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Premium Properties on Sonny Slide of the Street

Pop music review: Guitarist Landreth applies his remarkable playing and distinctive voice to excellently written songs in an appealing array of styles.

September 27, 1996|MIKE BOEHM | TIMES STAFF WRITER

SAN JUAN CAPISTRANO — Sonny Landreth seems like an awfully mild-mannered fellow to be shaking a world.

In the world of rock slide guitar, such aces as George Harrison, Duane Allman, Lowell George, Ry Cooder, David Lindley and Bonnie Raitt have mapped out the style, establishing its boundaries, making its functions clear, its methods stable, known and pleasing.

Now along comes Landreth, rolling and rumbling through that slide guitar landscape like the Big One.

The lanky Cajun's concert Wednesday night before a meager but blessed audience at the Coach House was an amazing demonstration of how he has redefined slide guitar playing.

It would take a taxonomist to catalog and classify all the techniques that Landreth, 45, brought to bear during his nearly two-hour show and all the exciting tonal variations that resulted.

It went something like this. Starting with a picking approach derived from Chet Atkins, involving a thumb pick and all four fingers of his right hand, Landreth proceeded to pluck, strum, slap, punch, tap, massage and--in the strangest and most amazing maneuver--jab at the strings with a split-fingered right-hand configuration that brought to mind Mr. Spock's "live long and prosper" Vulcan salute.

The result was a treasury of vibrant licks and sounds, from deepest bullfrog to the spectacularly alive, thick, throbbing, pealing cry that is Landreth's standard tone (if "standard" is a proper word for such a wonder).

As for the Spock maneuver, it created simultaneously a liquid, shimmery, atmospheric backdrop and a chiming foreground. What U2's Dave "The Edge" Evans achieves with electronic effects and producer Daniel Lanois gets in the studio with his sonic fog machines, Landreth trumped with his bare hands (plus a clear glass bottleneck slide on his left pinky).

There's nothing more frustrating than technique without content or striking sounds without appealing songs to give them shape and meaning. This was not a problem for Landreth and his backing duo, drummer Michael Organ and bassist Dave Ranson.

Landreth placed his playing within such appealing contexts as traditional blues, romping and high-kicking anthems that had a Celtic feel, elegiac ballads and churning New Orleans funk. Ranson was a steady anchor for all these departures, while Organ's drumming was an active, inventive prod.

Besides being a one-of-a-kind guitarist, the soft-spoken, good-humored Landreth is an excellent songwriter and a very good singer. His writing draws on the imagery at hand in his adopted home state of Louisiana, from moonlit rivers and bayous to the former New Orleans slave-trading center, Congo Square. But he uses the local color to drive at broader, philosophic questions concerning connections and separations, legacies from the past and the meaning to be derived from rough experience.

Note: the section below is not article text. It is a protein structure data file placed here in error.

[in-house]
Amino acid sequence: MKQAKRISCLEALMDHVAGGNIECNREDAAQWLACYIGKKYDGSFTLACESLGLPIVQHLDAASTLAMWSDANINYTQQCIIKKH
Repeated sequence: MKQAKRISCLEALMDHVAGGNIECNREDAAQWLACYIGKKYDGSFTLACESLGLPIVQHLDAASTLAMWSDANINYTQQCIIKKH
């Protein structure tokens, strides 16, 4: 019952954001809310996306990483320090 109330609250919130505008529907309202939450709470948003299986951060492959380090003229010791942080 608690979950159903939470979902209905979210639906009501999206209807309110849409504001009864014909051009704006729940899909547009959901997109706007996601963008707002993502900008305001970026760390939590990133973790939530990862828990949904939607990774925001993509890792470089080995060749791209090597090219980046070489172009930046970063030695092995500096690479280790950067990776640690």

His lyrics were hard to decipher in concert against the full instrumental sound. But his voice came through well--a sometimes creamy, sometimes grainy tenor that's a thinner, lower-octane approximation of Don Henley's.

*

As he was developing, the late-blooming Landreth played as a sideman with Clifton Chenier and John Hiatt. This Harvard-like musical education grounded him in the deep-roots vitality of the legendary accordionist Chenier, who created Louisiana zydeco music out of blues, R&B and Cajun styles. It also forced Landreth to reckon with Hiatt's ability to attach roots styles to the most ambitious and literate standards of songwriting.

The payoff was evident in Wednesday's show, which ranged from an assured reading of the blues nugget "Key to the Highway" through the charging, Cajun-tinged rockers that are Landreth's signature ("New Landlord," "Shootin' for the Moon," "Back to Bayou Teche" and "Turning Wheel") and on to the plaintively lovely ballad "Outward Bound."

There was a point at mid-set when Landreth seemed to have sung and played what he had to sing and play, with repetition about to set in. Then he dipped into his blues influences and found fresh nourishment. "Blues Attack," the title song of his 17-year-old, newly reissued debut album, helped reinvigorate the show, along with a "Key to the Highway" that at least matched the Eric Clapton/ Derek & the Dominoes rendition.

The home stretch was a delight, culminating in "Congo Square," a ghostly, steamy, tribal-beat New Orleans funk workout, during which the rhythm section was at its most kinetic and Landreth at his most inventive.

"Aw shucks and all that stuff," a delighted Landreth said after the audience--which by then had dwindled from 100 or so to about 50--erupted as much as 50 people can in calling for an encore.

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